(World Day against Trafficking in Persons on July 30)
India being the second largest populated country with 1.37 billion people, it is therefore not a shocker to know that it is one of the major hubs of human trafficking around the globe. While the Victims from India are �packed off� to Europe and Middle East as bonded labourers, a substantial number are lured across the borders of India from Nepal and Bangladesh enmeshed in the web of false hopes of better living. For those still unaware, Human Trafficking is the illegal trade of humans for forced or bonded labour, commercial sexual exploitation, slavery and other such dens of shattered hopes dug by the special breed of traffickers who deal in human commodity.
Human Trafficking is the third largest organised crime violating basic human rights. The Union Cabinet has approved the Trafficking Of Persons Bill, 2018 to curb the illegal human trade. But the question remains � are the human species of the lower socio-economic strata safe yet?
The whole country is at risk, every individual is a prey. Women and children are the most common and vulnerable victims of human trade. According to estimates of NGOs crusading against human trafficking, between 20 and 65 million Indians are adversely affected by the hugely profitable activities of the inhuman breed of human werewolves.
This ungainly scenario is no different in the state of Jharkhand either where everyday someone unknowingly or forcefully gets trapped in the hands of the traffickers. Recently, someone mentioned being forcefully taken by two women with the promise of bright earning prospects only to end up as satisfiers of baser instincts of men in some rural area of Jharkhand. According to a study conducted by Sribas Goswami, 33,000 girls are trafficked every year from Jharkhand. While some are misguided and mislead in the hopes of a better future, livelihood and employment opportunities in bigger cities, some are forcefully abducted. Of the many victims, some are sold for commercial sexual exploitation, some others are forcibly married off and yet some more end up as bonded labourers perhaps for life. The obvious reason behind it all is poverty that so scathingly hovers over the dark sky of these children of a lesser god.
It is easier to fall prey for these people because of lack of education, awareness, aid and support from the government. Although the Bill has been introduced, the foundation work is yet anywhere close to effective implementation. It will still take some time before we see an impact. However there are NGOs working day and night to fight this consternating evil. The Rescue Foundation has been putting in untiring efforts to check this human malady ever since its incorporation in 2000. Similarly, Shakti Vahini is seen working in collaboration with students from colleges and volunteers to understand the problem at the roots. The Bill and the NGOs aim at preventing, protecting and providing relief to the victims of human trade. Rehabilitation is a major function as the trauma of the victims is unimaginable. Although it is very difficult to harness the surging business of human trafficking it is indeed a step in the right direction towards bringing the issue on to public platforms. The more the talk, the more will public awareness grow and at some point of time the whole human mass will take up cudgels against the human werewolves.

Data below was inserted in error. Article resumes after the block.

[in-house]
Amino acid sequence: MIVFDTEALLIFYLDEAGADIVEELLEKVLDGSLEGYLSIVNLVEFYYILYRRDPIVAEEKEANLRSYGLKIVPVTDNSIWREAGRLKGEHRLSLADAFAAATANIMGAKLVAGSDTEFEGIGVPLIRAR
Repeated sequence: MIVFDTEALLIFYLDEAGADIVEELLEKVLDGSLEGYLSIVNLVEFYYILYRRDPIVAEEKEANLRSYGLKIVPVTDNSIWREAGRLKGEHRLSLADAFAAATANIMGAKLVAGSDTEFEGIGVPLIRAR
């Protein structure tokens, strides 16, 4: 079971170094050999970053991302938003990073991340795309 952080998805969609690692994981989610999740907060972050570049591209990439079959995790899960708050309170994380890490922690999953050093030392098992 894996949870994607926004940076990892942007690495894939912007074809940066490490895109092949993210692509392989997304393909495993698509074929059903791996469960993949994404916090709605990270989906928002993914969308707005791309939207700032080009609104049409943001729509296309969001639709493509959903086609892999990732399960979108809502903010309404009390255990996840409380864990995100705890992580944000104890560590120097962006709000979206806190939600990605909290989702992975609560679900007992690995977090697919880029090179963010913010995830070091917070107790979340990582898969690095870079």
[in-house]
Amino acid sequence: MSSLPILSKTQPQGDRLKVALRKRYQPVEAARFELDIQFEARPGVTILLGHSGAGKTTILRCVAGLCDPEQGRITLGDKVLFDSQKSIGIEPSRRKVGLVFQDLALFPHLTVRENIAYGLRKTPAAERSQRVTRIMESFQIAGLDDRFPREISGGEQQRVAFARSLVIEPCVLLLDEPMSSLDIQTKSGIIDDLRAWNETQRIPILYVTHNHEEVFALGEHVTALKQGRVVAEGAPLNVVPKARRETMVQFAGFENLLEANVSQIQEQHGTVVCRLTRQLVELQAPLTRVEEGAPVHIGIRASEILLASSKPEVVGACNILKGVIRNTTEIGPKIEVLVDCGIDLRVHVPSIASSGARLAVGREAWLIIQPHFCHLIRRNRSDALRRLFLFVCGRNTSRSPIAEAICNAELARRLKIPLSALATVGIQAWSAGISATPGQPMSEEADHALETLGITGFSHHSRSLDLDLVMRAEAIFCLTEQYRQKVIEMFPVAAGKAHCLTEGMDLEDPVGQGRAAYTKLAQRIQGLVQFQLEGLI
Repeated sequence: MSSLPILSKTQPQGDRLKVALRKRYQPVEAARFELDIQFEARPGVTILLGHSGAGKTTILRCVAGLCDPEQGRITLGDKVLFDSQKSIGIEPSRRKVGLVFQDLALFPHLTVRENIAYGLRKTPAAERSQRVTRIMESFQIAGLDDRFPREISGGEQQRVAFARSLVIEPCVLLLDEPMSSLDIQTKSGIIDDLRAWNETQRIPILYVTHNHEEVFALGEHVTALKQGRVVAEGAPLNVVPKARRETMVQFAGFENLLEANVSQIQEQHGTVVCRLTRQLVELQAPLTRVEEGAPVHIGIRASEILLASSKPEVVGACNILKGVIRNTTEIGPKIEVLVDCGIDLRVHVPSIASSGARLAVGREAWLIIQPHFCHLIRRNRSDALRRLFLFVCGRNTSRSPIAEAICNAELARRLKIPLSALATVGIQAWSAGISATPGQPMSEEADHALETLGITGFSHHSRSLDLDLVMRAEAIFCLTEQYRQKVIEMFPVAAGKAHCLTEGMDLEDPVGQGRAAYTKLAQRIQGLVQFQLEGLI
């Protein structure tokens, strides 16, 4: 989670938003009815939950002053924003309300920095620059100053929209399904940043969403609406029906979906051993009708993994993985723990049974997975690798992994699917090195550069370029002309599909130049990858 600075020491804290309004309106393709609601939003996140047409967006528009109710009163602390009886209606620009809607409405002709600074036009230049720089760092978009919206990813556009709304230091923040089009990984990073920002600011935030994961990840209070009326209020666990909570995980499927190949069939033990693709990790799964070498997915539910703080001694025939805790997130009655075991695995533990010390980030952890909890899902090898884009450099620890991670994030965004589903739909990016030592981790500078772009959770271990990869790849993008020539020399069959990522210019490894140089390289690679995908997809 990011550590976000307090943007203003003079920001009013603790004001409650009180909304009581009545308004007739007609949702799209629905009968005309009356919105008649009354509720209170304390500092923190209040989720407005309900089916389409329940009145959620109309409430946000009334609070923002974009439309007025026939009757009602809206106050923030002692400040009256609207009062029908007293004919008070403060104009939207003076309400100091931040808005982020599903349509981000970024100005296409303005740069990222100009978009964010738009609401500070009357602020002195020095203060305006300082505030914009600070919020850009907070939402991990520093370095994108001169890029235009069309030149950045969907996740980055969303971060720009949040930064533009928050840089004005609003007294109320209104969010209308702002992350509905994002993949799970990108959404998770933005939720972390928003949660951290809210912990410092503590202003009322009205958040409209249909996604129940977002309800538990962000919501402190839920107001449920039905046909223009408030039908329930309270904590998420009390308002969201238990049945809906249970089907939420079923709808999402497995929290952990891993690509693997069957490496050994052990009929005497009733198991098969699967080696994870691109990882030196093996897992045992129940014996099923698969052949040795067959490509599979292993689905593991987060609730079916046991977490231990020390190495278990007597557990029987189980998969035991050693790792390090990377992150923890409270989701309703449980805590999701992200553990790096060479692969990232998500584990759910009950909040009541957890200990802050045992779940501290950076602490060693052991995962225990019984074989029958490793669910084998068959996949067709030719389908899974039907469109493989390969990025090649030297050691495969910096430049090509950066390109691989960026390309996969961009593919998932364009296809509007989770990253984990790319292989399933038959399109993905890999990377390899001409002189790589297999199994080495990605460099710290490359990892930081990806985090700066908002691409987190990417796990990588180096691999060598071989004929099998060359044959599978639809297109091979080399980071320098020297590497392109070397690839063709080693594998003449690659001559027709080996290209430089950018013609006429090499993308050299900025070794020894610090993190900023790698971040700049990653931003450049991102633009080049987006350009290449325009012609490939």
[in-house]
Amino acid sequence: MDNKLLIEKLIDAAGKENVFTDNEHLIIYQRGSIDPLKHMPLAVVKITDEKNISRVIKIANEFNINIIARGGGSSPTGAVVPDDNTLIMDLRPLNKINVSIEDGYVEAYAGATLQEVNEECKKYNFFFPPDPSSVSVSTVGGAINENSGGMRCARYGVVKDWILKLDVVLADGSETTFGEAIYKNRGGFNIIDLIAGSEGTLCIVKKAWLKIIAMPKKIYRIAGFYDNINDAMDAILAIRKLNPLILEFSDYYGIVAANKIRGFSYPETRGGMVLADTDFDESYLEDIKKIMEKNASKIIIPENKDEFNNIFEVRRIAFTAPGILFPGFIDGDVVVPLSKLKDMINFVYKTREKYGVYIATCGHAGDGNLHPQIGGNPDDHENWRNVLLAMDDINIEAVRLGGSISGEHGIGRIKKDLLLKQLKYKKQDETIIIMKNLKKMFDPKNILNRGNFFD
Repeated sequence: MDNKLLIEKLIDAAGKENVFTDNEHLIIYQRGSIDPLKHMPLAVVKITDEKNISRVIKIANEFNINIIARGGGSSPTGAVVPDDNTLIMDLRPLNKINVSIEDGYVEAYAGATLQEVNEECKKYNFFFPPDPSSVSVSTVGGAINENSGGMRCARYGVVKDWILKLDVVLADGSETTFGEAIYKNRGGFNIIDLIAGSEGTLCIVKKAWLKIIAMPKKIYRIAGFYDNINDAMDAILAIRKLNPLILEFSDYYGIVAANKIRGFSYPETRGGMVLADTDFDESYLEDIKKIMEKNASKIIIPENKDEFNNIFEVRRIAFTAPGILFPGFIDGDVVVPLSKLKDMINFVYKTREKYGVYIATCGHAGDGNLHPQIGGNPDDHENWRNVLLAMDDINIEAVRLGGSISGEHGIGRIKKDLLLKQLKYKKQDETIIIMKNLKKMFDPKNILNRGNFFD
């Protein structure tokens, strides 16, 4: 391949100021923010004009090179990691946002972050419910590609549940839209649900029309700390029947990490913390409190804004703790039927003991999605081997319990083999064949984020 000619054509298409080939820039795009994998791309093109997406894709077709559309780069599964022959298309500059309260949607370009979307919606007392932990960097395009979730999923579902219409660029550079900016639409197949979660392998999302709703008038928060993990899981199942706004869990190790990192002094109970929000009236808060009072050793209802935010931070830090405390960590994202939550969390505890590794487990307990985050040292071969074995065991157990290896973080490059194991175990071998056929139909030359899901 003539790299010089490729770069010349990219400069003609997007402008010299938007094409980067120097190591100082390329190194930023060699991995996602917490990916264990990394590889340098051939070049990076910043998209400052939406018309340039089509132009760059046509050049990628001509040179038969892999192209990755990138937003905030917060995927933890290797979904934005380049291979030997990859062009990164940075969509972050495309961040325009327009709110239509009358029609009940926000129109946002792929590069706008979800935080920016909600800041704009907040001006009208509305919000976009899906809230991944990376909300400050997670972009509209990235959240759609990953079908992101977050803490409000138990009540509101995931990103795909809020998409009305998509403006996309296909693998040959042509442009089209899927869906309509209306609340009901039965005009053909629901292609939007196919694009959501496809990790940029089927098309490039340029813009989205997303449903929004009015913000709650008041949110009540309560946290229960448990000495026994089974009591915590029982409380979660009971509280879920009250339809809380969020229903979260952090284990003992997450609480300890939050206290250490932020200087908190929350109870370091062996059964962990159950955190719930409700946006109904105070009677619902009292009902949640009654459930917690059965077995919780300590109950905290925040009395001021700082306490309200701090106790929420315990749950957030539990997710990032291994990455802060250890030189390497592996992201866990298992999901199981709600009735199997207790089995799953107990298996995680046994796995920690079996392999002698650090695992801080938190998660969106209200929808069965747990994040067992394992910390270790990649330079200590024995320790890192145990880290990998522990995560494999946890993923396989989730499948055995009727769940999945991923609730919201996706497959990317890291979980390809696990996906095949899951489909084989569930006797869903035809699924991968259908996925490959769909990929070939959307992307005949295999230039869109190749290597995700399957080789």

Therefore a question arises as to what an individual human being can and should do. If suspicion arises about such activity, the matter should immediately be notified to the police. If some known person suddenly goes missing, again seek the help of police. Prevent young and even minor girls from families at the rock bottom of economic level from walking into the honey trap of human traffickers by counselling them or referring them to NGOs working in this preventive field. A special directory of names and contact numbers of people and agencies would go a long way in promptly curbing the viral instincts of traders who vilify the image of higher animals.